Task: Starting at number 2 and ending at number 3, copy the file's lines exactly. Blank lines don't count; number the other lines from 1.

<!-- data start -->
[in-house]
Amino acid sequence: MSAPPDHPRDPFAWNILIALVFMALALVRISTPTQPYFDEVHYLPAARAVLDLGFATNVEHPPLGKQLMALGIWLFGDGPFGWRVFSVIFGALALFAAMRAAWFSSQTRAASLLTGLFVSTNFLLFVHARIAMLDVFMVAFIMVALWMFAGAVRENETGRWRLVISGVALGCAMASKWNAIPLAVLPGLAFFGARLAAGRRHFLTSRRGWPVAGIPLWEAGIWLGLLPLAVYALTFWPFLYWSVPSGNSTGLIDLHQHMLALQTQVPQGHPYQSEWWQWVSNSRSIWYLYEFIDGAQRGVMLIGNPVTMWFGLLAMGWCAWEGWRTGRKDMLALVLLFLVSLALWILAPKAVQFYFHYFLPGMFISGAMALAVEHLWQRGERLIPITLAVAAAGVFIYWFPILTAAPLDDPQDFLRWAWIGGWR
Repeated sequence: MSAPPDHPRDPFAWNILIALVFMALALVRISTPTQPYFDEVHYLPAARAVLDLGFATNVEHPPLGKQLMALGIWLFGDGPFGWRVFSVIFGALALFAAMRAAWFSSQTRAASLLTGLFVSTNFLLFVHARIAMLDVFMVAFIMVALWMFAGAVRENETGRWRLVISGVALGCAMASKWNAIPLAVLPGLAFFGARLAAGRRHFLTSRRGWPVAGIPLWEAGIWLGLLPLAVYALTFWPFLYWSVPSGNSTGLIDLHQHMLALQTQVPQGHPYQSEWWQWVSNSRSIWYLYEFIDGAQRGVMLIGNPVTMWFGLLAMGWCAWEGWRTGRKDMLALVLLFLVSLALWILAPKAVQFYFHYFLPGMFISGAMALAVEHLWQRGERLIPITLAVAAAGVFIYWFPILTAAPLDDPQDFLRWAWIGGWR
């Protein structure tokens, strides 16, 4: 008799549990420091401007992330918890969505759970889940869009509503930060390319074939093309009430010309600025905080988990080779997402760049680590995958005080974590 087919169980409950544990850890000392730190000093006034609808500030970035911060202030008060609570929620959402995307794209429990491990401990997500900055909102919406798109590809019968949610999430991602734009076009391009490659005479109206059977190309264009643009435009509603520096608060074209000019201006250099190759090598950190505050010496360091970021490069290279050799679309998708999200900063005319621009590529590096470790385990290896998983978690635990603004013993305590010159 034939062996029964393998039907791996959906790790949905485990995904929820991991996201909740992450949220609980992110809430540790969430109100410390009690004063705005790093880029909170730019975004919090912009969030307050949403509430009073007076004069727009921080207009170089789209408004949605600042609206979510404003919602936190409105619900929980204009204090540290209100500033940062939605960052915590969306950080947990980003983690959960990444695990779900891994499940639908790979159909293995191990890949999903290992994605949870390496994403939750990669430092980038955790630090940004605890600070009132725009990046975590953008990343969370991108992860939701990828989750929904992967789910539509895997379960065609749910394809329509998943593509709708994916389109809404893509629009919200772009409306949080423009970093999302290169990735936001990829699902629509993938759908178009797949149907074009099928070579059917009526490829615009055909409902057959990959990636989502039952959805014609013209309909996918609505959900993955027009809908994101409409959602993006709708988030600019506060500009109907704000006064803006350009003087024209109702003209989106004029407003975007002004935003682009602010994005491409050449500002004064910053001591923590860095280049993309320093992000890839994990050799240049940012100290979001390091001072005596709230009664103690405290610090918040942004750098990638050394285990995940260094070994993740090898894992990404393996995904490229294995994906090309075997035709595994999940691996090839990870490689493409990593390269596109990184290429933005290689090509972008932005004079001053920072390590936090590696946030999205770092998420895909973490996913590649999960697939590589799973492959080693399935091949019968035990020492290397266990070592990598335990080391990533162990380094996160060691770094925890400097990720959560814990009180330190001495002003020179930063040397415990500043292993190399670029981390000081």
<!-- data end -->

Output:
Amino acid sequence: MSAPPDHPRDPFAWNILIALVFMALALVRISTPTQPYFDEVHYLPAARAVLDLGFATNVEHPPLGKQLMALGIWLFGDGPFGWRVFSVIFGALALFAAMRAAWFSSQTRAASLLTGLFVSTNFLLFVHARIAMLDVFMVAFIMVALWMFAGAVRENETGRWRLVISGVALGCAMASKWNAIPLAVLPGLAFFGARLAAGRRHFLTSRRGWPVAGIPLWEAGIWLGLLPLAVYALTFWPFLYWSVPSGNSTGLIDLHQHMLALQTQVPQGHPYQSEWWQWVSNSRSIWYLYEFIDGAQRGVMLIGNPVTMWFGLLAMGWCAWEGWRTGRKDMLALVLLFLVSLALWILAPKAVQFYFHYFLPGMFISGAMALAVEHLWQRGERLIPITLAVAAAGVFIYWFPILTAAPLDDPQDFLRWAWIGGWR
Repeated sequence: MSAPPDHPRDPFAWNILIALVFMALALVRISTPTQPYFDEVHYLPAARAVLDLGFATNVEHPPLGKQLMALGIWLFGDGPFGWRVFSVIFGALALFAAMRAAWFSSQTRAASLLTGLFVSTNFLLFVHARIAMLDVFMVAFIMVALWMFAGAVRENETGRWRLVISGVALGCAMASKWNAIPLAVLPGLAFFGARLAAGRRHFLTSRRGWPVAGIPLWEAGIWLGLLPLAVYALTFWPFLYWSVPSGNSTGLIDLHQHMLALQTQVPQGHPYQSEWWQWVSNSRSIWYLYEFIDGAQRGVMLIGNPVTMWFGLLAMGWCAWEGWRTGRKDMLALVLLFLVSLALWILAPKAVQFYFHYFLPGMFISGAMALAVEHLWQRGERLIPITLAVAAAGVFIYWFPILTAAPLDDPQDFLRWAWIGGWR